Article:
The research performed by Park et al, complements previous work where single-cell RNA sequencing was used in mice to identify transcriptomes for the major collecting duct cell types.9 In contrast to identifying a novel cell type, Chen et al demonstrated considerable heterogeneity within each of the three cell types in the kidney collecting tubule. They speculated that transcription of cell type-specific markers is not a static event and therefore messenger ribonucleic acid (mRNA) coding in individual cell types may have varying degrees of expressivity.13,14 However, similarly, they found cells that express transcripts known to be specific to other cell types. At the time of their study, they classified these cells as hybrid IC/PCs.15 Therefore, it is possible that their discovery of ‘hybrid cells’ is consistent with the ‘transitional cell’ described by Park et al. The data gathered allows for the identification of genes that are expressed selectively in different cell types. The data from studies experimenting with single-cell RNA sequencing is useful for a variety of applications including potential drug targets, understanding of kidney physiology, kidney disease pathogenesis, and tracing genetic disease of the kidney to a single cell type.

The plasticity of the renal epithelial cells has been explored in renal healing mechanisms in response to acute kidney injury (AKI).14,16 As previously mentioned, Park et al demonstrated that diseased tissue samples showed a higher ratio of PC to IC cells as a result of variable gene expression.9 In a study by Trepiccione et al12 the cellular plasticity in the collecting duct during recovery from lithium-induced injury was examined. They too identified a novel cell type positive for both IC and PC cell markers on average six days after lithium washout. They suggest that these cells drive the reversal of cellular change seen during the recovery period of Li+-induced nephrogenic diabetes insipidus and could represent a transition element in the conversion of IC’s into PC’s.12 The physiological role and developmental significance of these new cells remains to be fully determined and may be the subject of future research.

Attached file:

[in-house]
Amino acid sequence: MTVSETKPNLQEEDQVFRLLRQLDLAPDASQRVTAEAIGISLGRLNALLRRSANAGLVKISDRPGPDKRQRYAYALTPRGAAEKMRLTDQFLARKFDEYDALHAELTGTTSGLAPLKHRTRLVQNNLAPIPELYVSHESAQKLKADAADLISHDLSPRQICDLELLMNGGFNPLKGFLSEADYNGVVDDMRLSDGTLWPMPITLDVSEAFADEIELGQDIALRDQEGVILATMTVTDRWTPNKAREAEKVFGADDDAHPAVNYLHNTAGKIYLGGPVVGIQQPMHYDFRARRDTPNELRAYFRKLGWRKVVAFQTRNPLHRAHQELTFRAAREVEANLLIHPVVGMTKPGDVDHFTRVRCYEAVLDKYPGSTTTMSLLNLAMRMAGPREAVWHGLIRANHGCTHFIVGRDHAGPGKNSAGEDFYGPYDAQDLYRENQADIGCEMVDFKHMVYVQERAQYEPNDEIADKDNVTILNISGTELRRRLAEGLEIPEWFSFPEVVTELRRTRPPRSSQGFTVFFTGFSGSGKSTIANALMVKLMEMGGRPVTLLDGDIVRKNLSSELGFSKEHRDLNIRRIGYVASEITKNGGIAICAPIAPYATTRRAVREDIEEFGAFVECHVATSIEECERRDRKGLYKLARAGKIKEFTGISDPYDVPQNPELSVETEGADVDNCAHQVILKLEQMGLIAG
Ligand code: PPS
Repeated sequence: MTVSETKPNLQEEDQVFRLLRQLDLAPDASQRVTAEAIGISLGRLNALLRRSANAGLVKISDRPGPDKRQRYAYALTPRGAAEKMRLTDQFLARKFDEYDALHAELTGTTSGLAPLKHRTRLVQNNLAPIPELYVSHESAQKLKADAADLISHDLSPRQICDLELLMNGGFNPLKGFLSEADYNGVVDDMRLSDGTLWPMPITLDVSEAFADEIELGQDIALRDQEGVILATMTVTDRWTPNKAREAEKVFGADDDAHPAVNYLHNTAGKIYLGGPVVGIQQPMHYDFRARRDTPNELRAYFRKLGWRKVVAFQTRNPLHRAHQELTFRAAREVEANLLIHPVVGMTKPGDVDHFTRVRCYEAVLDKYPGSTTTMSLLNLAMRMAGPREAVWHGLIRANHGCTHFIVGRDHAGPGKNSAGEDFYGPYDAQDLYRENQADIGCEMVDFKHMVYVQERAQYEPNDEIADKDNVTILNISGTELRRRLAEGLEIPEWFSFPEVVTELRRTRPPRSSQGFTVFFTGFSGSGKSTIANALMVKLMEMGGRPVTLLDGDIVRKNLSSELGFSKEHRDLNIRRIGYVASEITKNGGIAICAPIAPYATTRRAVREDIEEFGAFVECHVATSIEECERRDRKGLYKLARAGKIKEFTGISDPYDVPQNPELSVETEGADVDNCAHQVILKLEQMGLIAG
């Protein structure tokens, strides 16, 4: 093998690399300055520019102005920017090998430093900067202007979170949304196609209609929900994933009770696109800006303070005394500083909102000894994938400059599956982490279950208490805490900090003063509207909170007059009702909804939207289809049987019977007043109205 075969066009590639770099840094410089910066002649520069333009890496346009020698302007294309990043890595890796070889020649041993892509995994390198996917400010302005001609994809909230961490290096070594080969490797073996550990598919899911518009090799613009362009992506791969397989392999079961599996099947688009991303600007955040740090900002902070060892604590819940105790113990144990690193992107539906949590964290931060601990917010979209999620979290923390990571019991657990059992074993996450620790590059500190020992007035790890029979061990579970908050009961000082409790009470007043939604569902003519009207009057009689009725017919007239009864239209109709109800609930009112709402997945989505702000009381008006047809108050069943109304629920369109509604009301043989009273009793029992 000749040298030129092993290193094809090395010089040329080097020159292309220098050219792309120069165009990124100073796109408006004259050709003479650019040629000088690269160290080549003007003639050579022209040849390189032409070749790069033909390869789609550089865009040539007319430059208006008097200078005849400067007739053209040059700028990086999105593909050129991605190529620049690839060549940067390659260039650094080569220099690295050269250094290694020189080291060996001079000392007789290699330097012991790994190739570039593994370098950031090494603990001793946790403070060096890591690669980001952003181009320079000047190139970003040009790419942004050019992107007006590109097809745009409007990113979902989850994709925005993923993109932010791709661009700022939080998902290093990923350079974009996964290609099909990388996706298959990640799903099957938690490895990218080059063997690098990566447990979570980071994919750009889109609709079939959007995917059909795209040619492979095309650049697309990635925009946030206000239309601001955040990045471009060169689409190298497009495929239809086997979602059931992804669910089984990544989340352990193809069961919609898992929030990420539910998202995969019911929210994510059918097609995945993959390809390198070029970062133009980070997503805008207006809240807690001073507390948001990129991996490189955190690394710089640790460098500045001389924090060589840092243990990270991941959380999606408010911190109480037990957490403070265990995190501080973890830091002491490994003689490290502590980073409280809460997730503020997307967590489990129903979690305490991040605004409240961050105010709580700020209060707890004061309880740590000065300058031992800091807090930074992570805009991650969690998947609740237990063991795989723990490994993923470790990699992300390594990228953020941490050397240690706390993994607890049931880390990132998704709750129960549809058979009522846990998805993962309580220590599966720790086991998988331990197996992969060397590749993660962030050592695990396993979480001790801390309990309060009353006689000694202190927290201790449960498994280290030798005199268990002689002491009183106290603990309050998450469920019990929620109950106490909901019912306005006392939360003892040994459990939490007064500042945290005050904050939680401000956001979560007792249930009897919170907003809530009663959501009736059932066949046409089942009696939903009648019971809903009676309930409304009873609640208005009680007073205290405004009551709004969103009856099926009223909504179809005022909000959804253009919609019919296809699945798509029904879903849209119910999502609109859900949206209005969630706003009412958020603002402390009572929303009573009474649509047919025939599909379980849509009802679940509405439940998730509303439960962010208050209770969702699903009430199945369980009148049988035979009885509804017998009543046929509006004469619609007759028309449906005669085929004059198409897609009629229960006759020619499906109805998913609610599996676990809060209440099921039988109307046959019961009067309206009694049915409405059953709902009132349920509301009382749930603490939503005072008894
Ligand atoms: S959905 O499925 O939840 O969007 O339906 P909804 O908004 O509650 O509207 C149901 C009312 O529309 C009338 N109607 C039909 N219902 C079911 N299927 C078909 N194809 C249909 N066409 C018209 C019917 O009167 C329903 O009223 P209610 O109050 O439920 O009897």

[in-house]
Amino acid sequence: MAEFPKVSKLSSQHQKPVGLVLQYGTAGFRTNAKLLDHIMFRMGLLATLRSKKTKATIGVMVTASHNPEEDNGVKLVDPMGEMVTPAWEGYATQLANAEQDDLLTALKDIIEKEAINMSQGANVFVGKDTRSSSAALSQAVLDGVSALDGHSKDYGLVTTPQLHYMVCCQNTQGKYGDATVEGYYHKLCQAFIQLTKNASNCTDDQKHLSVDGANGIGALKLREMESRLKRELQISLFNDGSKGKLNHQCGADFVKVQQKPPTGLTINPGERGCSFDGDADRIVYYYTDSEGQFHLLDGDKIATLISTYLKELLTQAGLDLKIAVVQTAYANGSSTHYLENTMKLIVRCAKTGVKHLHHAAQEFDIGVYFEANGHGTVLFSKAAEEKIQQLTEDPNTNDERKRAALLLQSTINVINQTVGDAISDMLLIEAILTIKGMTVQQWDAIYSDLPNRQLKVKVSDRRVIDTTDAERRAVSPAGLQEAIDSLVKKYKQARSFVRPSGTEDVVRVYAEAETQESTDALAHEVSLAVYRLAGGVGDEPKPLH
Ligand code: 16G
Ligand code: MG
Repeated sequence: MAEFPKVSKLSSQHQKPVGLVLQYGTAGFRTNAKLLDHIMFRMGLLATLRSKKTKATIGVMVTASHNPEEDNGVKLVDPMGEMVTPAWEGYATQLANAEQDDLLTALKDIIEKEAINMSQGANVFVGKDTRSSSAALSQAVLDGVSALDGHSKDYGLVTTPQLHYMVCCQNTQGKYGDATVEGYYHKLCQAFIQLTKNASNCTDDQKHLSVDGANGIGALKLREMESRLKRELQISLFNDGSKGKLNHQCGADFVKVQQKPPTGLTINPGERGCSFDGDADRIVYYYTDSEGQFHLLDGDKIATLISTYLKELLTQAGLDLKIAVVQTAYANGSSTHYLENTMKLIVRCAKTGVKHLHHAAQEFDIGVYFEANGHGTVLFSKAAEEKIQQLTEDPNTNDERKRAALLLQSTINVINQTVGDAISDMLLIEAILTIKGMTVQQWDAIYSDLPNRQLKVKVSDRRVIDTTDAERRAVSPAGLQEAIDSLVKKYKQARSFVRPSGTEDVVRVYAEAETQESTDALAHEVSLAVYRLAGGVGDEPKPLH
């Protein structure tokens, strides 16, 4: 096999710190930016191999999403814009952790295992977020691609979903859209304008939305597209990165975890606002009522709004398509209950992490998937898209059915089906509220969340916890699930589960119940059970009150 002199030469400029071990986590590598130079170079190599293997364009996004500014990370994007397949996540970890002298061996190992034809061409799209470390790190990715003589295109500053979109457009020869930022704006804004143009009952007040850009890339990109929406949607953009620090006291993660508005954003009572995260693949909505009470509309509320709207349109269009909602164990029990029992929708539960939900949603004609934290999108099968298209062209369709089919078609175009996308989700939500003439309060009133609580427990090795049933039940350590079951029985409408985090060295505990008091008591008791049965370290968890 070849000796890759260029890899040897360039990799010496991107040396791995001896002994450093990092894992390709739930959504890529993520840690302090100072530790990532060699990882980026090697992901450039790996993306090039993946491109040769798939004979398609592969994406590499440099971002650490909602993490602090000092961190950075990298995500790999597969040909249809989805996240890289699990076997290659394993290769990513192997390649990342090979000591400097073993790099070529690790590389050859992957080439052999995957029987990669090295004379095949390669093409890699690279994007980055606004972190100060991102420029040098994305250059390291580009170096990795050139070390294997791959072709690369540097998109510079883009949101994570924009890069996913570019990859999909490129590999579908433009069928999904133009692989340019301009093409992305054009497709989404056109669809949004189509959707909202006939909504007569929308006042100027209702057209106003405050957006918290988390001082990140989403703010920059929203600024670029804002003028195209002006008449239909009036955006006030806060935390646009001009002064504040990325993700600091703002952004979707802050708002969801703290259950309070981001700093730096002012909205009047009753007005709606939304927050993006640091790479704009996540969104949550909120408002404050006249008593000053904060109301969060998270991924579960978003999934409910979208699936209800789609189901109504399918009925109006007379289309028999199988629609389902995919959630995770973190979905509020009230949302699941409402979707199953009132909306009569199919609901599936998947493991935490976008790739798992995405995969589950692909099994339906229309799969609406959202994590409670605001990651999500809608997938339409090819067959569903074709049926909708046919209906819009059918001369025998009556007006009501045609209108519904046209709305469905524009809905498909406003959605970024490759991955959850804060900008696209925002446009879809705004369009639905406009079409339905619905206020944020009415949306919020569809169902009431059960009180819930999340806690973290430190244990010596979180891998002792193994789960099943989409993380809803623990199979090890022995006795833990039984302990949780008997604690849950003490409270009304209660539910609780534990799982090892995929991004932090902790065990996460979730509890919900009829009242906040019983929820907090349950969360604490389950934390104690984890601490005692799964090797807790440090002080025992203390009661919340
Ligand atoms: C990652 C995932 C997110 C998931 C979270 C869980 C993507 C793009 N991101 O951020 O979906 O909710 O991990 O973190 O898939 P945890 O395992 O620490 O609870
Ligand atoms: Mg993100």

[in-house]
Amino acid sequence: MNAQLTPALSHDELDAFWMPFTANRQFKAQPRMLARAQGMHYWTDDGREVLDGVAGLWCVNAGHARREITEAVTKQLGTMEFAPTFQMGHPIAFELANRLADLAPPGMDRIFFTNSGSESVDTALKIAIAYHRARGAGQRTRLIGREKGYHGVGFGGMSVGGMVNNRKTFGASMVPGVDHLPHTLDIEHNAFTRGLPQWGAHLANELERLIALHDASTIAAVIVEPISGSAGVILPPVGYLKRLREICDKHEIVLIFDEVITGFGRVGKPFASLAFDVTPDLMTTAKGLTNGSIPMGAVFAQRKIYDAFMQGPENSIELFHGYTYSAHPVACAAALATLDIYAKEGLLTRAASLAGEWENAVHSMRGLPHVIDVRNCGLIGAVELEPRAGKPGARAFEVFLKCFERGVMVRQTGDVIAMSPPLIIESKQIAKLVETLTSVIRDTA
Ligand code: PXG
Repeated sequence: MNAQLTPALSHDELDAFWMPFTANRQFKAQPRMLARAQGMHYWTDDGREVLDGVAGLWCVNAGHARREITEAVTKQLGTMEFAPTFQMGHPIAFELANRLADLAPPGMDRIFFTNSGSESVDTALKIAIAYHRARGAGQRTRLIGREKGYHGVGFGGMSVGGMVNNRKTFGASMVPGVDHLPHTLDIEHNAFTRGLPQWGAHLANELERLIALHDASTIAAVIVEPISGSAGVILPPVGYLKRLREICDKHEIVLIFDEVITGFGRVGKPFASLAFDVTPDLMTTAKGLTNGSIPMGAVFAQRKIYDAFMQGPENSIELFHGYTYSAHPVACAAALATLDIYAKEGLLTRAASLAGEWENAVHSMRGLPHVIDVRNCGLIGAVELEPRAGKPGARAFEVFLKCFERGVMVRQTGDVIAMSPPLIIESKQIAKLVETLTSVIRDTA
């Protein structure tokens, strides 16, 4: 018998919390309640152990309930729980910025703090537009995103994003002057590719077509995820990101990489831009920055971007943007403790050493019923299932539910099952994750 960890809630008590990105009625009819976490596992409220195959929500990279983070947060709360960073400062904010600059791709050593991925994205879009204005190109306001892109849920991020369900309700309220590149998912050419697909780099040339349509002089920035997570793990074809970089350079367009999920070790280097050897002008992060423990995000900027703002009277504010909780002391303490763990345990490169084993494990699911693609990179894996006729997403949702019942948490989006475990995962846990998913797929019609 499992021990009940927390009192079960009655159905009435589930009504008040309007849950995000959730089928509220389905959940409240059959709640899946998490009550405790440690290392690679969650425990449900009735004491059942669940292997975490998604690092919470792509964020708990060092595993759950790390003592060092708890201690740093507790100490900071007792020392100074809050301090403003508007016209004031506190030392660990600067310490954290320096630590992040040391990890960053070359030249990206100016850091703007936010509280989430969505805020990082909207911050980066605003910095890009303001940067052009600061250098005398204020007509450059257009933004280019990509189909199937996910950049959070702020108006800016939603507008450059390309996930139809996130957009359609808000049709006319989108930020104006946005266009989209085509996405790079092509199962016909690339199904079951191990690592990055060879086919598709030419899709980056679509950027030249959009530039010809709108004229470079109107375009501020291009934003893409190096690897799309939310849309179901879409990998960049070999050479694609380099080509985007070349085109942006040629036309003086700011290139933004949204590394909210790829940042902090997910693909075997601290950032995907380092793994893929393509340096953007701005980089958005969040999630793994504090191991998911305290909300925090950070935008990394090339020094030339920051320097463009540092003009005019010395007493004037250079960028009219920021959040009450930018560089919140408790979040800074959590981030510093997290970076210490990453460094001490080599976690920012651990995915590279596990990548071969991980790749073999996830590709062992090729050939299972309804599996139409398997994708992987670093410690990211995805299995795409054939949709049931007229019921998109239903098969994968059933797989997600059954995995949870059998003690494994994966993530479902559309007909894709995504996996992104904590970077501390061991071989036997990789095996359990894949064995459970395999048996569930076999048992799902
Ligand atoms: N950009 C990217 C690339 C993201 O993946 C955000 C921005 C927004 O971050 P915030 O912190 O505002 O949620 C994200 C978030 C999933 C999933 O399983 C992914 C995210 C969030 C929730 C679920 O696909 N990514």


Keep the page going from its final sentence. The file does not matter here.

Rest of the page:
Molecular profiling and precision therapy are revolutionizing the field of medicine. Single-cell transcriptomics of the mouse kidney revealed potential cellular targets of kidney disease. The application of sequencing technology led to the identification of cell-type specific markers along with novel cell types and led to the uncovering of unexpected cell plasticity.4 This targeted approach has potential for many benefits. The identification of novel cell lines allows for a more accurate understanding of kidney physiology and the diagnosis of kidney disease and precise staging of disease.17,18 Through the use of technologies such as immunohistochemical analysis, long-standing biophysical questions have been answered by the discovery of protein complexes.19-22 Park et al utilized computational cell trajectory analysis and in vivo lineage tracing and revealed that intercalated cells and principal cells undergo transitions mediated by the Notch signaling pathway, which were shifted toward a principal cell fate and were associated with metabolic acidosis.9

The continued application of resources and research in understanding the biochemical environment and cellular mechanisms has allowed for a more thorough understanding of normal kidney function and disease development. Molecular profiling and precision therapy have the potential for enhancement in effective therapy for a precise subset of patients, whom stand to benefit the most.


The authors declare that they have no conflicts of interest.